When my daughter was in the recovery room coming out of the anaesthetic, she would be screaming and fighting, so much so that I could hardly hold her to comfort her. I mentioned it to one of these anaesthesists, who promptly told me that adults hallucinate from this drug, but children don't. I was a traumatised mother and not a doctor, and even I knew that was BS! I invited him to come up to recovery and witness my daughter come out of this drug and then tell me that she didn't have the same experience as an adult. Yep, you guessed it, he was a no-show! Decided to hold onto his ignorance. Another example of UNnecessary trauma!

    There are many, many more stories like these that made me so angry and helpless. These experiences fuelled my desire to study and research trauma. It led me to create education for professionals in the medical model, education model, legal model, and government about trauma sensitivity and UNnecessary trauma. It will take time for our systems and organisations to see the value of understanding how trauma impacts both their own lives and those they contact through their work. My mission is to eliminate UNnecessary trauma, and I will continue to work toward this being standard training for these professionals.
    Ok, back to the original story….
    In the third week of having an anaesthetic every day for 5 days a week, my daughter had a reaction to the drug and stopped breathing. That very morning the lovely nurse in recovery, who we had come to know well, was doing her routine checks, which happened to include the resuscitation equipment. We had been chatting about it before my daughter returned from the theatre.

    Like every other day, we would be sitting next to her as she came out of the anaesthetic. There was no sound, but my attention was grabbed by my baby. I stood up to see her turning blue before my eyes. I yelled to the nurse that there was something wrong. She yelled for help (she was the only one in recovery). I grabbed the oxygen off the wall (responding to her instruction). My husband says he had been trying to open her mouth to resuscitate her. I was just looking at this and thought I decided to not stay and watch her die (I now know that was the trauma response of flight). As I left, I called for help into the intercom. Apparently, I passed doctors coming through the door as I left, but I truly do not remember seeing them.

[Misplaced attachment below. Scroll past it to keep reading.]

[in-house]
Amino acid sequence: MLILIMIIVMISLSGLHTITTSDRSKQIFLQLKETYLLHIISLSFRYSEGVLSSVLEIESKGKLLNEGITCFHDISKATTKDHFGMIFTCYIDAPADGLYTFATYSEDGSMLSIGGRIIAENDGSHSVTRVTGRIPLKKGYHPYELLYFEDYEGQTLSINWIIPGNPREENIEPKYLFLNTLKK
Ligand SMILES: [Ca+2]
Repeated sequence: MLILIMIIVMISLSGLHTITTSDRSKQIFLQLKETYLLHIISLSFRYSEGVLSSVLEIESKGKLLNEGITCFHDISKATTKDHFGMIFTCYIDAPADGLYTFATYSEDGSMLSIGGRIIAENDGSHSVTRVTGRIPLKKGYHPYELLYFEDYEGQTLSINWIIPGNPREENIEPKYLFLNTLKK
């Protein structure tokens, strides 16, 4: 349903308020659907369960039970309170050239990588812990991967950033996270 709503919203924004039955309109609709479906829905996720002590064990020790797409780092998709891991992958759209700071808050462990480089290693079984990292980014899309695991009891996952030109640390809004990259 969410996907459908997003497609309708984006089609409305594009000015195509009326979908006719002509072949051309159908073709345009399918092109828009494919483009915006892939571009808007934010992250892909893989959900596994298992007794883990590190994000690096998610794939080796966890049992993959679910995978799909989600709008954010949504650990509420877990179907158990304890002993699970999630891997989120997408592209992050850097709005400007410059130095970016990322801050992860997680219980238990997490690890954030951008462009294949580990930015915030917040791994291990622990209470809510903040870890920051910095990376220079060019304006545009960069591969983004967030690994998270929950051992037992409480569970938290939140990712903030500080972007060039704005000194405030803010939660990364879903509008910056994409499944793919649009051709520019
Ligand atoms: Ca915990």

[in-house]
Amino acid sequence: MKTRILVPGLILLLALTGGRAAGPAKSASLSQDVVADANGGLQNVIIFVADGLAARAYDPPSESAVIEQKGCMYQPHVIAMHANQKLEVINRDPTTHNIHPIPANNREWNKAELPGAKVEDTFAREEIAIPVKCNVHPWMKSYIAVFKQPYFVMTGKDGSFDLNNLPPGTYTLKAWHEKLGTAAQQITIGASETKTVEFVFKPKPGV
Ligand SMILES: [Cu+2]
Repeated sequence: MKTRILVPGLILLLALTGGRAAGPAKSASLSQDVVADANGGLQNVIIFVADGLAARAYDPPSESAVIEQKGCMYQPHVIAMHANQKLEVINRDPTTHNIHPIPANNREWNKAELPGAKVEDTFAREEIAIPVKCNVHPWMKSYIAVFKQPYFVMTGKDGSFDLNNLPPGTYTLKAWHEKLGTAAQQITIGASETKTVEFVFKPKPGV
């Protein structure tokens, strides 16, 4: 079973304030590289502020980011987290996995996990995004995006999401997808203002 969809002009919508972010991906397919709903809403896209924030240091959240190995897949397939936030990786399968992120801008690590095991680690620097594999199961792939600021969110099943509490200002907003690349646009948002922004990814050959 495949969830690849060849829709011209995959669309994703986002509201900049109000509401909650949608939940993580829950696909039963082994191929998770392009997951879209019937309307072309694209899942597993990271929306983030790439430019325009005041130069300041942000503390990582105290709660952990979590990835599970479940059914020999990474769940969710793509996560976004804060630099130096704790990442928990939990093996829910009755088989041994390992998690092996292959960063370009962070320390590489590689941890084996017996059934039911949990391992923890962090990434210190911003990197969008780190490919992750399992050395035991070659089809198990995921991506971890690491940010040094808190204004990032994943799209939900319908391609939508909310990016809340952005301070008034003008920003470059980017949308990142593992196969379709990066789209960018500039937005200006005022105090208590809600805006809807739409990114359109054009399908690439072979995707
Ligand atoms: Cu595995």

I went outside the recovery room and leaned against a wall with my knees uncontrollably shaking (I now know this was tremoring and how the body releases the charge from the trauma). I was aware I slid down the wall to a squatting position because I couldn't hold myself up. I remember a nurse passing and asking if I was ok, and I said yes. She suggested I make a cup of coffee in the parent's room just next to me and kept going on her way. I imagine it would have been clear I was so not ok.

    I went into the room, and I could recognise everything; the coffee, the sugar, the hot water, the cups, the milk, and I could not work out how to put it together. I just stood looking at it all, trying to figure out what to do next. I dropped the idea of coffee and went back to the wall outside.

    Another nurse walked past, and I asked her to go in and see if my child was alive. I can't recall much after that. I know we had to stay a lot longer to ensure she was ok before we went home that day. I have very intermittent memories but not much. Harvey says, "Trauma survivors have symptoms instead of memories."
    It didn't end there!
    When we finally got to leave the hospital, we had quite a drive. We were at Randwick in Sydney and had to head out to the Blue Mountains. We were on the highway, and we got a flat tyre. I know! What the hell. As if it hadn't been a bad enough day. It was hot, my baby wasn't happy, and we were all done.

    My husband got out and couldn't work out how to use the jack (that was his trauma kicking in, his logical brain was offline), so we had to call the NRMA for roadside assistance. We waited hours for them in the heat and unhappiness. I was also thinking of my other little two-year-old at home with one of her grandmothers' and us running so late.

    Finally, we were on our way home…again!

    My husband said we had better put the tyre in for repair because we had another week and a bit of travelling into Randwick Hospital.